Imagine it’s the early summer of 2007 and you’re in an Apple conference room playing with an iPhone prototype. The iPhone will be released to the public in a few weeks. It’s a cool device, but you — and everyone else in the room, except maybe Steve Jobs — has one major concern.
There is no physical keyboard. Unlike a Blackberry, users will need to type directly on the screen.
According to the new documentary The iPhone at 15: An Inside Look at How Apple Transformed a Generation, Apple execs were also worried the device might fall flat.
(In an all-time top five opinion that didn’t age well, erstwhile Microsoft CEO Steve Ballmer said of his first reaction to the iPhone, “$500? With a plan? If that isn’t the most expensive phone in the world. And it doesn’t appeal to business guys because it doesn’t have a keyboard. Which makes it not a very good email machine.”)
Then Apple execs noticed how “sticky” the new phones were. Testers couldn’t put them down. Typing on a screen? No big deal; plus, the lack of a physical keyboard left more screen real estate for viewing photos, videos, etc. As for email? Clearly the iPhone turned out to be a very good “email machine.”
So maybe, if you were in that conference room in 2007, you saw the success of the iPhone coming.
But here are a few things the documentary shows Apple execs didn’t see coming.
The Popularity of the App Store
The iPhone 3G was launched in 2008. So was the App Store, which allowed outside developers — from one-person startups to large firms — to reach users and customers. In hindsight its success seems obvious, but at the time Apple execs felt that receiving 50 submissions would be “a nice little start.”
They received 500.
By April 2009, 25,000 apps were submitted for approval every week. As one longtime developer says, “The App Store has developed into the richest, most diverse, and most accessible software ecosystem the world has ever seen.”
A little over the top? Maybe. Unless you consider unicorns like Instagram, Waze, Uber, Snapchat…all of which started out as iPhone apps.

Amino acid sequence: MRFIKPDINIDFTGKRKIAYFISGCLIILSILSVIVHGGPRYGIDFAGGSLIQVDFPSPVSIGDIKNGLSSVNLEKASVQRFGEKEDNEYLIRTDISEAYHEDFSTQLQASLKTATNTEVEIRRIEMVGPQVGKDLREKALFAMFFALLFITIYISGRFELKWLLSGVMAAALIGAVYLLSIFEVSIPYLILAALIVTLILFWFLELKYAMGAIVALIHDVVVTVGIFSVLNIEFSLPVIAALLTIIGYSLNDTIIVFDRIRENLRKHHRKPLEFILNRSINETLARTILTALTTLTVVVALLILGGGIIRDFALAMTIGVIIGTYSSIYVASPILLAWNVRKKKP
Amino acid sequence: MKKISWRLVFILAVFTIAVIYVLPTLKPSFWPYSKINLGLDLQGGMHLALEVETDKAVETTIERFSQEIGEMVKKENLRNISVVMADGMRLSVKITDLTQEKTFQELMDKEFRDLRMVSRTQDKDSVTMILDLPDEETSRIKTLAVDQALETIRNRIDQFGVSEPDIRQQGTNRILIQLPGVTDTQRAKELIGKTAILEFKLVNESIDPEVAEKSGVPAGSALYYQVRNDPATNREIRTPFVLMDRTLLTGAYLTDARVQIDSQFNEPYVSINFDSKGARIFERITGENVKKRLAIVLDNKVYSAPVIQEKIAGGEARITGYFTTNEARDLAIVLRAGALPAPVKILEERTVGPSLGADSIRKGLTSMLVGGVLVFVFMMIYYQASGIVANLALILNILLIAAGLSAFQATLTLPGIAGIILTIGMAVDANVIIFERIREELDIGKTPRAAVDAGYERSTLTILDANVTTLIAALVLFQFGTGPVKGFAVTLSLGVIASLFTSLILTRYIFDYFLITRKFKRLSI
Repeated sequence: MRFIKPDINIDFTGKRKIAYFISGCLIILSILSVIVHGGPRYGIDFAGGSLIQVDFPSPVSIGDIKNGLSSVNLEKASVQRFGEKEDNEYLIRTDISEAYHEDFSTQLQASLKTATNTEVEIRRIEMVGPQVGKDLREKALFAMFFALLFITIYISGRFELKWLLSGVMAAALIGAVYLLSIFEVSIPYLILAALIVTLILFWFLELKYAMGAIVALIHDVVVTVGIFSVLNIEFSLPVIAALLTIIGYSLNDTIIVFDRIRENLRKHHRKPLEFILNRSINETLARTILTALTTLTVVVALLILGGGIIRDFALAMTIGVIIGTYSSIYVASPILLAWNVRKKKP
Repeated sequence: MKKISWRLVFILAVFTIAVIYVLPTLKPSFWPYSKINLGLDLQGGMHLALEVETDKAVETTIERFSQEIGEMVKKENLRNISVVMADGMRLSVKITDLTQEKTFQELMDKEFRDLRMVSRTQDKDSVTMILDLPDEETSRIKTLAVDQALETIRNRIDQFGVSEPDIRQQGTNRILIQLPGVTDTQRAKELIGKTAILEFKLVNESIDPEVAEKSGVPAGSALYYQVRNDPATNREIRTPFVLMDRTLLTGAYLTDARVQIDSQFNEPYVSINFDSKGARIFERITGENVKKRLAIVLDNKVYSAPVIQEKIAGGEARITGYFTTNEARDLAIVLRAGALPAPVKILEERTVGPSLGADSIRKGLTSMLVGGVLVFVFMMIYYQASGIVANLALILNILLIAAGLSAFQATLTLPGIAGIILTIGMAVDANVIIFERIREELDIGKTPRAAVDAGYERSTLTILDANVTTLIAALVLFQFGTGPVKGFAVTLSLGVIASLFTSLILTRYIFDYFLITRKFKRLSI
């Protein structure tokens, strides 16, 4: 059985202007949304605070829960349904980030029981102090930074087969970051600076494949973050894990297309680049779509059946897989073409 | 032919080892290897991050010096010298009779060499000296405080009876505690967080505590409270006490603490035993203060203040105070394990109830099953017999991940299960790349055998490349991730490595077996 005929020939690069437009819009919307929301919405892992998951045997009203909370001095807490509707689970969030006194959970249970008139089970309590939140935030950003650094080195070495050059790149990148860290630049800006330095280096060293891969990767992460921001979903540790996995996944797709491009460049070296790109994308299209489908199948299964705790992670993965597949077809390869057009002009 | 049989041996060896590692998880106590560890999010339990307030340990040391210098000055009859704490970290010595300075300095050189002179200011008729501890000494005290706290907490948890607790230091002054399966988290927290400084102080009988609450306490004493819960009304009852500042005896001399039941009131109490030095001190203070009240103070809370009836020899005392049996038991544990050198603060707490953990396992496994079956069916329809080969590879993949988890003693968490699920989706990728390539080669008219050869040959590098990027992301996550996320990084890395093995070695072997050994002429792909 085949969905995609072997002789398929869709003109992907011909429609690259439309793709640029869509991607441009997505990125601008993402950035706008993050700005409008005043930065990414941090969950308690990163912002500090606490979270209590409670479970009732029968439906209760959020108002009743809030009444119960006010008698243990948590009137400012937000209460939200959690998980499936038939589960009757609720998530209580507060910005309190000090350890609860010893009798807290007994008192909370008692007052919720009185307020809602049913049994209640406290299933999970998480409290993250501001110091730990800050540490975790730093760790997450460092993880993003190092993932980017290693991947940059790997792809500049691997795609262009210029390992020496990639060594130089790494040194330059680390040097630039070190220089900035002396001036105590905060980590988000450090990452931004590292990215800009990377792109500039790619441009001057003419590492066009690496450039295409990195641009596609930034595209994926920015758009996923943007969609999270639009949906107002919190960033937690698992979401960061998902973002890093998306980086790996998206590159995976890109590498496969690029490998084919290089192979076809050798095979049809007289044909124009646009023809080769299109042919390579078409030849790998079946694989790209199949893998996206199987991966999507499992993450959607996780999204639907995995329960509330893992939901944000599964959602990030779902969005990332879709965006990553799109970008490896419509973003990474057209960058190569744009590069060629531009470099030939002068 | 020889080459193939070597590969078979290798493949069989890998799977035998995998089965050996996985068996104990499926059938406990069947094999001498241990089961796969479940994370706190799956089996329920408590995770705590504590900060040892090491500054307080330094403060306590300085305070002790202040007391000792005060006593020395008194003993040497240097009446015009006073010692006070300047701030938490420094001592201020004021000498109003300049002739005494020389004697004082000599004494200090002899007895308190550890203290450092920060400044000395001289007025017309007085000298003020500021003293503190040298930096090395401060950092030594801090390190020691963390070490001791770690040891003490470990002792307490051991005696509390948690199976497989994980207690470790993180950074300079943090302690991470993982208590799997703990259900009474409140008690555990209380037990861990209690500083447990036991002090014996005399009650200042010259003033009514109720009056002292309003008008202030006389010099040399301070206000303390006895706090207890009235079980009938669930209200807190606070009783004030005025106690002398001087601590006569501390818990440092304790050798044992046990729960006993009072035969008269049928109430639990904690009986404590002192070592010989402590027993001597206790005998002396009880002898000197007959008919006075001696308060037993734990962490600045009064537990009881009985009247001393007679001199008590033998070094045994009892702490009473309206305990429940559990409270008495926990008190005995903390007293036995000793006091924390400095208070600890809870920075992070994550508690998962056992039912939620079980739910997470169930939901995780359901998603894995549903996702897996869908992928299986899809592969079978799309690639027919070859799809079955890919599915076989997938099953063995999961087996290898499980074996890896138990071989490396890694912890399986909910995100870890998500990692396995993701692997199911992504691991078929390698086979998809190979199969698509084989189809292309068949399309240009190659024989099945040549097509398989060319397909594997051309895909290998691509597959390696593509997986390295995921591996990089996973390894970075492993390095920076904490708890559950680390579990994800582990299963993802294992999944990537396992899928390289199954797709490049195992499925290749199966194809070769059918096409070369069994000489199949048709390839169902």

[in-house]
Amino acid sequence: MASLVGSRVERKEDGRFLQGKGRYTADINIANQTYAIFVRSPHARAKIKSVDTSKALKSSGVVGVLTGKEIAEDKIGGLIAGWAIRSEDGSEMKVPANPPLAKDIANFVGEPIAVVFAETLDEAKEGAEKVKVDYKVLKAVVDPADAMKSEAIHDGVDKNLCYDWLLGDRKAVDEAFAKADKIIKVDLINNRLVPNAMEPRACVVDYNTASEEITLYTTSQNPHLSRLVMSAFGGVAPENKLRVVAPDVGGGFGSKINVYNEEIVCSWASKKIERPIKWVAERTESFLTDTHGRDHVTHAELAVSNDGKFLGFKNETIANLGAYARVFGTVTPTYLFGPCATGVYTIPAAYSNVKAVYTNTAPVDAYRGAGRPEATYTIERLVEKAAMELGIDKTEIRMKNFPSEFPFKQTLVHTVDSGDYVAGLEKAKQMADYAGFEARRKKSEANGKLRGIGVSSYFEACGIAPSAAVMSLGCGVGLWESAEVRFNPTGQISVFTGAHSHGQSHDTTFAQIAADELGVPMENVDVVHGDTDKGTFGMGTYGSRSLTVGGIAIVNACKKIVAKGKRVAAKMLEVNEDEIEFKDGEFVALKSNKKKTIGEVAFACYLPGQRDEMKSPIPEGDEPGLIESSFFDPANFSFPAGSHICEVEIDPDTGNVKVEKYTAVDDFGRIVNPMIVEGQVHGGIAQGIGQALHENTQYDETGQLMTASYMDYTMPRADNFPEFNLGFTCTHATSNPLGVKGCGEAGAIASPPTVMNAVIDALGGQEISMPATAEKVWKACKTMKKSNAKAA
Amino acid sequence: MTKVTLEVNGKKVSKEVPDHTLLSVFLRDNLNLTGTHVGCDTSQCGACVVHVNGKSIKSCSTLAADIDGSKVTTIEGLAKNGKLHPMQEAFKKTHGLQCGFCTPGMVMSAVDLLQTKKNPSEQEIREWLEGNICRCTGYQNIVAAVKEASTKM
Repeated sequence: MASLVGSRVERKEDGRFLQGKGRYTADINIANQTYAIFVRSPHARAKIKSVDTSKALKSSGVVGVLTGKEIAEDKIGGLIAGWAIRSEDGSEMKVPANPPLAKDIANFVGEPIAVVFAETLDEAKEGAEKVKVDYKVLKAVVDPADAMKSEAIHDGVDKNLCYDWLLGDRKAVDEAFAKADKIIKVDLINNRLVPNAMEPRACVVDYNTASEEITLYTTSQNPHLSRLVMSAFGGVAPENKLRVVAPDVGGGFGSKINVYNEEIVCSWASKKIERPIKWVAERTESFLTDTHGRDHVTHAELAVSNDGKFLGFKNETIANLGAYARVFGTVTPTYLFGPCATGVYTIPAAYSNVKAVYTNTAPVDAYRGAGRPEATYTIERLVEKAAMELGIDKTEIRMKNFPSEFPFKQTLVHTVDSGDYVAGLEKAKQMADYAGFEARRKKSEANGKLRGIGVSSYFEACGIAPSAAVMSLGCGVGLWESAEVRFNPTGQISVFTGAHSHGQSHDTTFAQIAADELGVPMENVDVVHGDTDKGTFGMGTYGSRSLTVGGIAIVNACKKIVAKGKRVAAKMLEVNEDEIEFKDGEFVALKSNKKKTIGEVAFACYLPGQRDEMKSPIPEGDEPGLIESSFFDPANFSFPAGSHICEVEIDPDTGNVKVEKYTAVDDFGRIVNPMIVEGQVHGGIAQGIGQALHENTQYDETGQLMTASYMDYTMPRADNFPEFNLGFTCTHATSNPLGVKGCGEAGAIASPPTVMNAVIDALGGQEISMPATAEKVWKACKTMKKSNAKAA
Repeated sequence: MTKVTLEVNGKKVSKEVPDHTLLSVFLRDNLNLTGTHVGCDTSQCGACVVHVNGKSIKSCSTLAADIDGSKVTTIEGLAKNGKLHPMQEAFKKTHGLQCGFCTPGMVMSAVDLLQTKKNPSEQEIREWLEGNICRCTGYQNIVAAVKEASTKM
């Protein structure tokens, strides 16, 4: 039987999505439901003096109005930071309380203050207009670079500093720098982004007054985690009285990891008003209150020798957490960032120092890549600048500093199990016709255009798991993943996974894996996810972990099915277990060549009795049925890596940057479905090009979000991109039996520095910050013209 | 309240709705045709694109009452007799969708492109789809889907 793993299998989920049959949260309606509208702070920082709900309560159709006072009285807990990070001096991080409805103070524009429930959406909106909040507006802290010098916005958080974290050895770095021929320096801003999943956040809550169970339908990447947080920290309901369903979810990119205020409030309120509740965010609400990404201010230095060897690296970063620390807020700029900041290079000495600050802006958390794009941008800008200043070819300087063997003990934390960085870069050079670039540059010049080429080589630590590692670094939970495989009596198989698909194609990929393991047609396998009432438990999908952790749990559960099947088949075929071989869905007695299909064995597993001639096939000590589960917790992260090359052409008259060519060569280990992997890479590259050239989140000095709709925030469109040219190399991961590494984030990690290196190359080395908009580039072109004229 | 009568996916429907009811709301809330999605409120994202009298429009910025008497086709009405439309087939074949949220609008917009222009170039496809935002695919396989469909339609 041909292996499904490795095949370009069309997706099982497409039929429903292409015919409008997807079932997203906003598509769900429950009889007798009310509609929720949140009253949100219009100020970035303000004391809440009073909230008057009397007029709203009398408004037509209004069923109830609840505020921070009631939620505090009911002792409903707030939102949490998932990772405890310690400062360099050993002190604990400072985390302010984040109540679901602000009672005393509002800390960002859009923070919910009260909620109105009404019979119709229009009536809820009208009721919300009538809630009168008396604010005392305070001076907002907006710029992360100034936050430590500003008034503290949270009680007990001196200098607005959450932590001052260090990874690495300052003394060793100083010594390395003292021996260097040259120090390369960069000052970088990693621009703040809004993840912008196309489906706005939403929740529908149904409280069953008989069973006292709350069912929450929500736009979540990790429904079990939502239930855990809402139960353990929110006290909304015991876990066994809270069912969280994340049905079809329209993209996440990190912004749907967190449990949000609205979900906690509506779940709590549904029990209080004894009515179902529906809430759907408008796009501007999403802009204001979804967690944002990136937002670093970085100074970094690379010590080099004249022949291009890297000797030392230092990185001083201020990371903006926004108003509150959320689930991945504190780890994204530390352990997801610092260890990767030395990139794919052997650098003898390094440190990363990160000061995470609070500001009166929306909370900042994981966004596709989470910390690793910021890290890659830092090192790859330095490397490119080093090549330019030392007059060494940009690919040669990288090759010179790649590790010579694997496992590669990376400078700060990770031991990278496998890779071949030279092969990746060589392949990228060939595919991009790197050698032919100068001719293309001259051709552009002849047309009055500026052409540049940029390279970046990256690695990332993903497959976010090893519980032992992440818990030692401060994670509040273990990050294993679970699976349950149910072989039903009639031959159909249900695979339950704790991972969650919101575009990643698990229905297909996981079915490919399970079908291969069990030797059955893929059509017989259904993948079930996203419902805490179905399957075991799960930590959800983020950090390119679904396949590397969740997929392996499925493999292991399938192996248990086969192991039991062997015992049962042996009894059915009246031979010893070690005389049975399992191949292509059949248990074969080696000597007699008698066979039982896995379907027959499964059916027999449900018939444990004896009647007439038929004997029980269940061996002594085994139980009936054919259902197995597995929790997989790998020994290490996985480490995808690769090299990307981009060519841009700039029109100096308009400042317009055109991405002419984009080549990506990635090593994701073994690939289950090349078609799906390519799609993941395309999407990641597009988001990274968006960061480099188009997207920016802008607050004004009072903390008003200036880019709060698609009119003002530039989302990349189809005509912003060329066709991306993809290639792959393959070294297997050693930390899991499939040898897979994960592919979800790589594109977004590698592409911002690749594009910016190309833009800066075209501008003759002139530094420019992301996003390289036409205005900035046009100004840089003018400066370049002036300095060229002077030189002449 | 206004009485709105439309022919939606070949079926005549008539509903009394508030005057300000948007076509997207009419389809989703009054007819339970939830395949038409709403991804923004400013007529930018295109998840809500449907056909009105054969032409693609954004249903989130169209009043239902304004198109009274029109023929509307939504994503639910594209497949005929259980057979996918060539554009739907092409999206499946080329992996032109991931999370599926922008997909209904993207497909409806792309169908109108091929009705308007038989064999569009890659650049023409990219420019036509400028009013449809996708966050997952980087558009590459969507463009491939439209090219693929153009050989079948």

The Need for a “Mylie Rule”
One day App Store review executive Phillip Shoemaker saw a $450 charge on his credit card bill. The payee? Apple.
Turns out his daughter Mylie had made in-game purchases of Smurfberries while playing “Smurfs’ Village.”
Shoemaker wasn’t the only person concerned; Apple received a number of customer complaints about hidden — or too seamless — in-app purchases. The result was Mylie’s Rule, an iOS update requiring a password for any purchase made while using an app.
The Popularity of the Second Camera
Photography was always a major point of focus. In fact, Apple considered making its own cameras, since it already knew more about photographic hardware and software than almost any other company in the world. But then execs realized that no one wanted to carry two devices.
“Why would you carry a second camera,” says Apple SVP of worldwide marketing Greg Joswiak, “if your phone is the device you’re going always carry with you?”
So Apple focused on continual camera and software development.
That included adding a front-facing camera to the next phone, the iPhone 4G, largely to facilitate FaceTime. “We are trying to figure out,” Apple engineering manager Justin Santamaria says, “what do you do with the front-facing camera?”
Turns out: a lot. The front-facing camera ushered in the selfie era. And apps that used the front-facing camera, like Snapchat.
And speaking of FaceTime, it was one of the first apps to use Apple’s push-notification sounds and pop-ups. At the time, execs thought notifications would streamline the iPhone experience.
Nope: Notifications demand more attention, not less.
The Demand for Larger Screens
For years, Apple felt screen size should remain constant.
Then, in 2014, Android screen sizes expanded to between 5 and 6 inches. Apple successfully sued Samsung for patent infringement — unrelated to screen size — and won a $530 million judgment.
But in the process, Apple execs realized their own screens needed to be larger. The Apple 6 and 6 Plus featured larger screens and became some of Apple’s best-selling devices.
What Users Would Actually Do With Their Phones
Andy Warhol once said, “Don’t think about making art, just get it done. Let everyone else decide if it’s good or bad, whether they love it or hate it. While they are deciding, make even more art.”
Steve Jobs — and by extension, the people at Apple — took a similar approach.
I’m a tool builder. That’s how I think of myself. I want to build really good tools that I know in my gut and my heart will be valuable. And then whatever happens is…you can’t really predict exactly what will happen, but you can feel the direction that we’re going. And that’s about as close as you can get.
Then you just stand back and get out of the way, and these things take on a life of their own.
Or as documentarian Joanna Stern says, “The thought these people put into the iPhone was more about making it the best device possible, not as much what world-altering impact it would have.”
Which is all you can do. Create the best products you can. Provide the best services you can.
That’s all you can do.
Your customers will decide whether — and how — what you provide meets their needs. Solves their problems. Makes their lives better.
And in the process, they may find uses you never predicted.